The Honda Worldwide service schedule says this job needs doing every 4 years or 50,000 miles. The European Schedule says it needs doing every 6 years or 75,000 miles.
First of all unscrew the petrol cap to release pressure in the fuel system. Then disconnect the battery, negative terminal first then positive. Be very careful especially inside the car - petrol vapour is highly inflammable, just so one spark, even from static electricity, could spell disaster.
In the Tourer, put the seats halfway up to expose the carpet underneath. Prise the three clips out with a couple of flat nose screwdrivers, gently so you can use the clips again. Lift the carpet. Undo the 3 crosshead screws on the fuel filter cover.
Lift off the cover and undo the electrical connector, pressing hard against the right hand side to undo the clip. Put a rag under the fuel connector, squeeze the sides, and take the fuel line off. A small amount of petrol comes out but not much at all. Undo the eight 8mm bolts.
Then carefully remove the filter/pump unit from the tank. It might then be worth putting something into the opening to prevent vapour escaping.
Various components are attached to the fuel filter unit which have to be removed from the old filter and fitted to the new one.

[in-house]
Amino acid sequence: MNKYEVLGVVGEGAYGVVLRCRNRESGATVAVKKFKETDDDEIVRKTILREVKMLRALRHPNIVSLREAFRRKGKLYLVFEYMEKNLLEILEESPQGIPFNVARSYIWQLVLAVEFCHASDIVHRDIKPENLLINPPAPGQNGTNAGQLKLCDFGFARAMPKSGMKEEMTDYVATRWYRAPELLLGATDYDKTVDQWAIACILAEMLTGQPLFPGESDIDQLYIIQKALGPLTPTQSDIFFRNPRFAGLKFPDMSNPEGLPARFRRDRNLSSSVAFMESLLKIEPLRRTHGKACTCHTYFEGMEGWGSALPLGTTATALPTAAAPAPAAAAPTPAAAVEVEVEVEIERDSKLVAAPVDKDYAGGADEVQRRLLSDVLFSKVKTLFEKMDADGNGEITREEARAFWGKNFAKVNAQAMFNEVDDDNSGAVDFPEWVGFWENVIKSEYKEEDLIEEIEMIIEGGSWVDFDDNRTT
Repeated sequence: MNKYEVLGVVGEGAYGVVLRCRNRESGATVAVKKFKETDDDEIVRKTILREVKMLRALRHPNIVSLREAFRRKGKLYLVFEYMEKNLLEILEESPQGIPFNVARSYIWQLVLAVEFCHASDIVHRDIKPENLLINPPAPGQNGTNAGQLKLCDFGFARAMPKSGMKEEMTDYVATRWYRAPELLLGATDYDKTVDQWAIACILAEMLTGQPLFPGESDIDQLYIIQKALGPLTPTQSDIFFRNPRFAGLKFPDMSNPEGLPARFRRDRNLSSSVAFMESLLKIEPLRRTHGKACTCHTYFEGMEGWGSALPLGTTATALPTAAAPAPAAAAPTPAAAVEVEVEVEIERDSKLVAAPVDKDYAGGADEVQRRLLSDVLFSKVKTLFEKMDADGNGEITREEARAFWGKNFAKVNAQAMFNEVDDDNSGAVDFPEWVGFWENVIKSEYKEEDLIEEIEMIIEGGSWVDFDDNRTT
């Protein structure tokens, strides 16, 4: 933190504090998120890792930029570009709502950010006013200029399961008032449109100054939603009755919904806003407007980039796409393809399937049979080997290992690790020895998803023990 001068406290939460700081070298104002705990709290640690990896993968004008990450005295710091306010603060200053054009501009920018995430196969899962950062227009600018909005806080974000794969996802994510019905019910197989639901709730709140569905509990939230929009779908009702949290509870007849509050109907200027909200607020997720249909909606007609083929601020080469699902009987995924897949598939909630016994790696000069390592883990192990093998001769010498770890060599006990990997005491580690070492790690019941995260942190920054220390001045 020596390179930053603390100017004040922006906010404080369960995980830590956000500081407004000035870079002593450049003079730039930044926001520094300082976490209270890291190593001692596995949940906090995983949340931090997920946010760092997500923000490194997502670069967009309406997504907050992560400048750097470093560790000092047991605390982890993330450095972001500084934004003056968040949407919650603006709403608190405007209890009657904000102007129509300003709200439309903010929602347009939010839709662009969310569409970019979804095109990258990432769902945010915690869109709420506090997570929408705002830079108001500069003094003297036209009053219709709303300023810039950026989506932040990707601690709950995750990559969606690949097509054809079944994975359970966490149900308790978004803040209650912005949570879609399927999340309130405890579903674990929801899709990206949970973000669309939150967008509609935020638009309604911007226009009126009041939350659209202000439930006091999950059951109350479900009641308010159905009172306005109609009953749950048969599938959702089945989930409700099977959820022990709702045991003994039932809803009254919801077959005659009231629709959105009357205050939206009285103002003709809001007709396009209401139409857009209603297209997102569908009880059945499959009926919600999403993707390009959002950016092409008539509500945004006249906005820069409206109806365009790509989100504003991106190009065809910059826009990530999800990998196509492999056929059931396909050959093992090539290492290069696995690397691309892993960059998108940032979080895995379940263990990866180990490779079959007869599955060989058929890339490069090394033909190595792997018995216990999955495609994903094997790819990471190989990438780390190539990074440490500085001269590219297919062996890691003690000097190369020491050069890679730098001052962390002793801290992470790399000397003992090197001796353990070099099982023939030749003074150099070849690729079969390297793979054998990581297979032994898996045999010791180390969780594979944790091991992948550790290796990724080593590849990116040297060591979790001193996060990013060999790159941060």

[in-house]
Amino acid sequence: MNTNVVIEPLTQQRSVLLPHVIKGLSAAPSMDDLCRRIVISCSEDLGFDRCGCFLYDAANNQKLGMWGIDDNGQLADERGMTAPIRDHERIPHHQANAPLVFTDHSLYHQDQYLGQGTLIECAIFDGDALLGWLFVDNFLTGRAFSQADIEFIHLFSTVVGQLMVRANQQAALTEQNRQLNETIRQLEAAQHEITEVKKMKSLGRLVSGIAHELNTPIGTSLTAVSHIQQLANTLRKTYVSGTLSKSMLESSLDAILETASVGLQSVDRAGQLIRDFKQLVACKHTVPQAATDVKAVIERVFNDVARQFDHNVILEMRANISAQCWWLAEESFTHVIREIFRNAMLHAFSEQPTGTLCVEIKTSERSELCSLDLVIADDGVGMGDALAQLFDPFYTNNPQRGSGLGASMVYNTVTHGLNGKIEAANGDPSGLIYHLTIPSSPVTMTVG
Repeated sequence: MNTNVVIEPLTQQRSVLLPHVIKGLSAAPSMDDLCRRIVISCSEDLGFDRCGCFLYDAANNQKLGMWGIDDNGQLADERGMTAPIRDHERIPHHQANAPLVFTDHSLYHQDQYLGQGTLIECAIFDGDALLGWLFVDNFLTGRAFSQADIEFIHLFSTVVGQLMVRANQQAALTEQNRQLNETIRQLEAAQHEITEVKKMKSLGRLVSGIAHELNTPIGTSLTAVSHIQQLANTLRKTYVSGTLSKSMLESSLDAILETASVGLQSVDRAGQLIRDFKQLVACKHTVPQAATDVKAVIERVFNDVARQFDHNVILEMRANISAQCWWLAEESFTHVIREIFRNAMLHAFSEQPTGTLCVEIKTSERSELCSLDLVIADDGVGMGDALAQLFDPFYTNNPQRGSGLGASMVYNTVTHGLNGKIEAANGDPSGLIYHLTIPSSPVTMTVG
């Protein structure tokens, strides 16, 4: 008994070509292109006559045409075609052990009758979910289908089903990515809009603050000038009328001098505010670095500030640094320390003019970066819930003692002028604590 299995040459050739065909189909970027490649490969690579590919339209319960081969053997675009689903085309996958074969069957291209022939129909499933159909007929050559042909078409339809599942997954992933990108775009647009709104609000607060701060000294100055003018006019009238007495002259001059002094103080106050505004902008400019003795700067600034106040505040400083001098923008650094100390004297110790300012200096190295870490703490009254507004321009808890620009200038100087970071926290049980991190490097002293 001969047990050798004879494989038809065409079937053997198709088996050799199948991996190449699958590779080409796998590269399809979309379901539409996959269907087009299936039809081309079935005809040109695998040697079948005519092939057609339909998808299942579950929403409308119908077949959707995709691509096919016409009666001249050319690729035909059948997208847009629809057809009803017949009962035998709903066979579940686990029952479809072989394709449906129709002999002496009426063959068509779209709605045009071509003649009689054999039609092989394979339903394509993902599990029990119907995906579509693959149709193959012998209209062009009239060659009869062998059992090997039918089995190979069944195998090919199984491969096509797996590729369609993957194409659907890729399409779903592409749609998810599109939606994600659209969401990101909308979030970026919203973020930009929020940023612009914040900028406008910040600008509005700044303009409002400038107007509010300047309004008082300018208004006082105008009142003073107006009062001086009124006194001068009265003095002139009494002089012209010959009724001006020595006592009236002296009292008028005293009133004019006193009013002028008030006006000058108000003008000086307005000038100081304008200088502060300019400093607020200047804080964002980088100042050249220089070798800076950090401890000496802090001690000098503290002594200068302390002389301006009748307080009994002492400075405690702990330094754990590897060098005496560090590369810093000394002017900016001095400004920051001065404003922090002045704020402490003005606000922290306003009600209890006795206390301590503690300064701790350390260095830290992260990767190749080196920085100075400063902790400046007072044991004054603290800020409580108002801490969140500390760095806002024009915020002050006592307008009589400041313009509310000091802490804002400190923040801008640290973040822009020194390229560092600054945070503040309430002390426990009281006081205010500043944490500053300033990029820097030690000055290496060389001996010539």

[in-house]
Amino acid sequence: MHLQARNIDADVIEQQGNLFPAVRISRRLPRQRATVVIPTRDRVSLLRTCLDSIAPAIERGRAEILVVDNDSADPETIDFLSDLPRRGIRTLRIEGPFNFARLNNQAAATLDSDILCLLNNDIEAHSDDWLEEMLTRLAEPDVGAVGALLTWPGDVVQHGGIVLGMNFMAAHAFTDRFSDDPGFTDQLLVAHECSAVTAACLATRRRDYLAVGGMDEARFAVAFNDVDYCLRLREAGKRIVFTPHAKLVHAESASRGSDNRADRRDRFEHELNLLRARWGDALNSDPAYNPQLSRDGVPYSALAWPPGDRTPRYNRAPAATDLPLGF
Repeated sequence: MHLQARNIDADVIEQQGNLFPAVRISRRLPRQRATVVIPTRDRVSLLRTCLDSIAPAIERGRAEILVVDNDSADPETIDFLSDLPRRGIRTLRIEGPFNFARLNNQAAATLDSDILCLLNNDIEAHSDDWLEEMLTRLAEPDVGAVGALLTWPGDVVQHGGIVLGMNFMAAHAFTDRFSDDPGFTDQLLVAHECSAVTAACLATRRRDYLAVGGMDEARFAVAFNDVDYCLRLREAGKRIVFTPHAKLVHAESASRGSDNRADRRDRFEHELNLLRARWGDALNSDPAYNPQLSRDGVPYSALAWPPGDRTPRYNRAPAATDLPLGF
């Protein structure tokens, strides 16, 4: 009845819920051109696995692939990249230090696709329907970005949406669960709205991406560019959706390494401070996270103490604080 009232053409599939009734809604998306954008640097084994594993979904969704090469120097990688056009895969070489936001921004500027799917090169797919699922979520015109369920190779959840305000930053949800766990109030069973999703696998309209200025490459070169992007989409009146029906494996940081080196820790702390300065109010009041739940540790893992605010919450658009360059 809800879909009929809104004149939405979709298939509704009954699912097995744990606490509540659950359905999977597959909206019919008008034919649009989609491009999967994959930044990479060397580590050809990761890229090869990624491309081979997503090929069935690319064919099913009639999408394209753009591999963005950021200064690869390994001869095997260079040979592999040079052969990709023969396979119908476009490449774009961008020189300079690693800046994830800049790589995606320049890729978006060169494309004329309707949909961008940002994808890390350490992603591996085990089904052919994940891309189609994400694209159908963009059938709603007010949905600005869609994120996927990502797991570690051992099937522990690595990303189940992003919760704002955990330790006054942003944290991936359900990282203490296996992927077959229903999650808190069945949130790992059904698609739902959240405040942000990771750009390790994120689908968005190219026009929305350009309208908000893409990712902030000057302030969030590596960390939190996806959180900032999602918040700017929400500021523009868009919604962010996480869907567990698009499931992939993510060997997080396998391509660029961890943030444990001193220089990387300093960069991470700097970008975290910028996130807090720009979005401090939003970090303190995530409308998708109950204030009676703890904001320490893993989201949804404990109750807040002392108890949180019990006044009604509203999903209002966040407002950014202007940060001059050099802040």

The metal top ring can be lifted off with a screwdriver and then separated from the rubber gasket ring joined to it immediately underneath which also lifts off.
Start dismantling by taking off the fuel sender. You can tell from looking at this that it’s a very sensitive bit of kit care is advisable.
Then the fuel regulator needs to come off the other side. Doing this then frees up the white plastic bracket at the bottom, which has to come off to get the main fuel pump, the silver cylinder, out the middle section. Again be careful with the pump – they are £250 new!
Then refit all the components to the new filter. Fit a new rubber grommet and plastic clip to the top of the pump, and a new rubber O ring to the top of the regulator – Honda supply these with the new filter. It’s worth using a little bit of engine oil or 3-in-1 oil to just to lubricate the grommet and O ring.
This last pic shows the new filter with all the components fitted apart from the ring and gasket at the top which still need to go on, and the old filter next to it.
Once done, the unit goes back in the car, everything is put back as it was, and the battery gets reconnected.
The car started straight away first time. Well, it is a Honda.